The answer is local! But…what was the question? Actually it’s pretty amazing how many questions are answered with this simple statement. I know some would say…how naïve! Local is where we sleep…go to the mall…eat fast food or perhaps purchase processed food to heat in the microwave…and send our kids to day care or school or soccer practice. Of course, this is an exaggeration…but I believe we’re pretty unaware of how many of our current, systemic problems stem from the erosion of local community life. I’m certainly not saying we should all become hermits in our local communities…turning completely from our national or global economies, and the benefits they avail us. I do believe we’ve lost our sense of balance where local answers are trusted and valued alongside some of our national or global answers. The answer is local…for many questions.
Jobs and unemployment! Small businesses provide goods and services that are customized to the tastes and needs of the community. They employ local workers at living wages. Their profits stay in the community rather being siphoned off to people far away who produce nothing. They encourage personalized customer service, and they provide guarantees and warranties with integrity and timely response.
Sustainable food production and distribution! Many local communities and neighborhoods have the capacity to grow quite a bit of produce…in neighborhood gardens, small-plot farms and community supported agriculture (CSA). Supermarkets and local restaurants can contract for produce with local sources, so transportation costs are minimized and freshness is maximized. Farmer’s markets can provide an easily accessible hub for local producers…and they provide a great opportunity for neighbors to enjoy their community together. Local employment in small business agriculture adds to the job pool for another layer of job opportunities.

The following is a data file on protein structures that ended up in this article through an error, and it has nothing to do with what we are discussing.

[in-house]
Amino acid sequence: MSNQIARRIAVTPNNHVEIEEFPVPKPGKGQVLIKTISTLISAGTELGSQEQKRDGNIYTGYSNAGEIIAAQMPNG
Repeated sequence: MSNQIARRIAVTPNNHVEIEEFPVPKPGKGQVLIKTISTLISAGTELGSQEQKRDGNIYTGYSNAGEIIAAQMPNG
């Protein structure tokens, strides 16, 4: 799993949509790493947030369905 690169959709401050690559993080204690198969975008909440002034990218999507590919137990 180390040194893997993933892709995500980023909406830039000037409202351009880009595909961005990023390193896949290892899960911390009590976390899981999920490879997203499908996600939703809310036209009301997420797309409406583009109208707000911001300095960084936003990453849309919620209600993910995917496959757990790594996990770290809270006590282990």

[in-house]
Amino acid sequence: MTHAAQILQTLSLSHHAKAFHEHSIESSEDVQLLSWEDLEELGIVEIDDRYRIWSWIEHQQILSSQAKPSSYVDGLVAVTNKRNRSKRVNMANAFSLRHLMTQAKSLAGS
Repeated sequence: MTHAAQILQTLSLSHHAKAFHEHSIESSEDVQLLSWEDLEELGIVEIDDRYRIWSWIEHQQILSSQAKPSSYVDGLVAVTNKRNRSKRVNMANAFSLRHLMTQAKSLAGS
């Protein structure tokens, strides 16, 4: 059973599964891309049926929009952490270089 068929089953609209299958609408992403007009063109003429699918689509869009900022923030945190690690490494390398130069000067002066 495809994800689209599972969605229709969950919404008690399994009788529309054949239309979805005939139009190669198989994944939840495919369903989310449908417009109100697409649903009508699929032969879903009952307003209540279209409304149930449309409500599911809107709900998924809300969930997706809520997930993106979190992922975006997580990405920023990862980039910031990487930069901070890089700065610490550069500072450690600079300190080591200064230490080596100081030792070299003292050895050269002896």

Accountability in government! Accountability in politics works best in local communities. Local politicians have to serve their constituents in tangible ways…and, if they don’t serve well, they’re voted out much more often than state or national politicians. Local politics is generally focused on local needs without as much partisan ideology entering policy or ordinance decisions. Most of all, local politicians are accessible on a daily basis…so neighbors can get answers quickly and accurately without slogging through several layers of staffers in a distant office.
Crime prevention! Neighbors can get to know each other…and this can add a level of protection in local communities. Crime thrives on anonymity…so neighborhoods where people know everyone else are just not good prospects for criminal activity. Community life also includes a host of enrichment opportunities…at local libraries, with youth learning and sports programs, in local service projects, etc…where young people find positive activities with role-model adults rather than being left without any guidance.
Education! Education is most effective when the whole community is involved. Parents, businesses, civic organizations, health professionals, public safety departments, religious groups, etc…all of these components of a community can contribute to a comprehensive educational system. These kinds of connections make education relevant to students…they can see how their education can help them to become contributing members of a community…and good citizens in local governance.
Quality of life! In the TV series, Cheers, a local bar became a national symbol for a place ‘where everyone knows your name.’ This is possible in our communities and neighborhoods. A sense of belonging and the development of trust among neighbors add to the quality of life most of us desire deep in our hearts. Some of us have been fortunate enough to experience these feelings personally…many others know they’d like it, but don’t know how to achieve it. It’s not magic…spend time with your neighbors; be interested in each other; help each other as much as you can; be committed to decisions in your local community where everyone comes out a winner.
The answer is local! I have many more examples of how this simple statement applies to our current challenges. As we look for solutions to some of our biggest and most complex problems, look local first for a few answers that can be implemented quickly, inexpensively and efficiently. In my experience when local initiatives are tried first, our view of the problem changes…including more perspectives. What’s more important…when we get engaged on a local level to solve our own problems, we’re looking then for state and national partners in problem-solving…and not depending on someone else to rescue us from personal responsibility. The answer is local…with almost every public question.